Procurement Board Membership, Roles and Responsibilities

The Procurement Board

Background to the Procurement Board

The Executive has established a Procurement Board, chaired by the Minister of Finance, to develop, disseminate and co-ordinate public procurement policy that will apply to Departments and their Arms Length Bodies (ALBs).

The Procurement Board is responsible for developing policy initiatives, practices and advice, for approval by the Executive.

Mission Statement of the Procurement Board:

‘To ensure procurement improves the lives of citizens in line with the Executive’s environmental, social, and economic objectives.’

Membership of the Procurement Board

The Board is chaired by the Finance Minister and membership comprises of expert advisors from the public sector and industry/voluntary sectors, a representative from the Strategic Investment Board and the Chief Executive of Construction & Procurement Delivery (CPD).

Public Sector

  • Peter Wilson - Interim Director of Operations, Business Services Organisation
  • John Irvine - Director of Major Projects and Procurement within DfI
  • Sharon Smyth - Department of Finance Commercial Director
  • Frances Meehan - Assistant Director Pupil Services & Procurement, Education Authority
  • Brett Hannam – Strategic Investment Board
  • Others as Required

Industry/Voluntary Sector

  • Colin Jess - Director of Social Enterprise NI
  • Mark Spence - Managing Director of the Construction Employers Federation
  • Denise McMahon - Chair of the NI Construction Group
  • Mary Meehan - Deputy Chief Executive of Manufacturing NI
  • Ian McClelland - Procurement Board Forum for small businesses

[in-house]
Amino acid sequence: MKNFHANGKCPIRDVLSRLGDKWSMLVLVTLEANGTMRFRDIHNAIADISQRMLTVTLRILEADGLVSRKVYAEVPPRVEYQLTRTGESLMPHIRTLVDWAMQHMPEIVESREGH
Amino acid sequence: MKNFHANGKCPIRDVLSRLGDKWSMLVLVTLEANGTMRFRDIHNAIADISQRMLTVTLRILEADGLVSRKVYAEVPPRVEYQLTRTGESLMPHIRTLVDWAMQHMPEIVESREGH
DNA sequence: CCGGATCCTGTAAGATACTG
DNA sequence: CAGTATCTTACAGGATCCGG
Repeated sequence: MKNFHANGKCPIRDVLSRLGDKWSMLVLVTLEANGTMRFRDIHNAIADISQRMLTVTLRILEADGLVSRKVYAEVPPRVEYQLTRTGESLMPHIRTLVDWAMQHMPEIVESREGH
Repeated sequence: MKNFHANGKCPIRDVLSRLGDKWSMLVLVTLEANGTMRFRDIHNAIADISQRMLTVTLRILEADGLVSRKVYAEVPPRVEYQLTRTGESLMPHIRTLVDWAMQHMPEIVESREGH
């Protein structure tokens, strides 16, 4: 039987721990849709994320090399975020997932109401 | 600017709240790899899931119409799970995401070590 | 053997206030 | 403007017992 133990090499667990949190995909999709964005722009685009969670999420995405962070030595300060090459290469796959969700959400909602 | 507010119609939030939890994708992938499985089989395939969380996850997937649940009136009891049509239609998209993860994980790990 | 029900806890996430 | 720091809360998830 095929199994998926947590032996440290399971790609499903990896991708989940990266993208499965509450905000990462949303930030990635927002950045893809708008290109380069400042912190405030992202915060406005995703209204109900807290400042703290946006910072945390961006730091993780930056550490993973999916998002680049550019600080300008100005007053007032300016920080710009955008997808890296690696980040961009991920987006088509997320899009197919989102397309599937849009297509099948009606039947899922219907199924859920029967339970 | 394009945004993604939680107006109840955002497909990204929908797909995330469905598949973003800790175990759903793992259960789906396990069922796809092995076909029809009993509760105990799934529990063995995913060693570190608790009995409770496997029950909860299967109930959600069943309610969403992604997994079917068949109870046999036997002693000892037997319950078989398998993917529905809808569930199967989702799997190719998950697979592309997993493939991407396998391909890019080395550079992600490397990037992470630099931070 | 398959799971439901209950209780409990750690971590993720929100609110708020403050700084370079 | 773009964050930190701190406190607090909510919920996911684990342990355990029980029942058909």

• Owen Reidy - Assistant General Secretary, Irish Congress of Trade Unions

Roles and Responsibilities of the Procurement Board

  • develop public procurement policy across the public sector for the approval of the Executive taking account of local and international best practice;
  • ensure procurement policy is consistent with the Executive’s wider policy commitments, including social value, economic development, equality, sustainable development, and the environment;
  • ensure procurement policy and practice contributes to the outcomes contained in the Executive’s Programme for Government;
  • develop policy across the whole procurement life cycle from commissioning through to the end of the useful life of an asset or the end of a contract;
  • consult with Departments and the Procurement Practitioners Group on policy development and implementation;
  • ensure stakeholders are appropriately consulted on procurement policy;
  • ensure procurement policy is disseminated among public bodies and available to the general public;
  • develop targets for procurement, and monitor performance against those targets;
  • ensure procurement officials are provided with appropriate guidance and training; and
  • monitor the implementation of procurement policy within Northern Ireland public bodies.

The Procurement Board Meetings  

Link to Summary Notes

 

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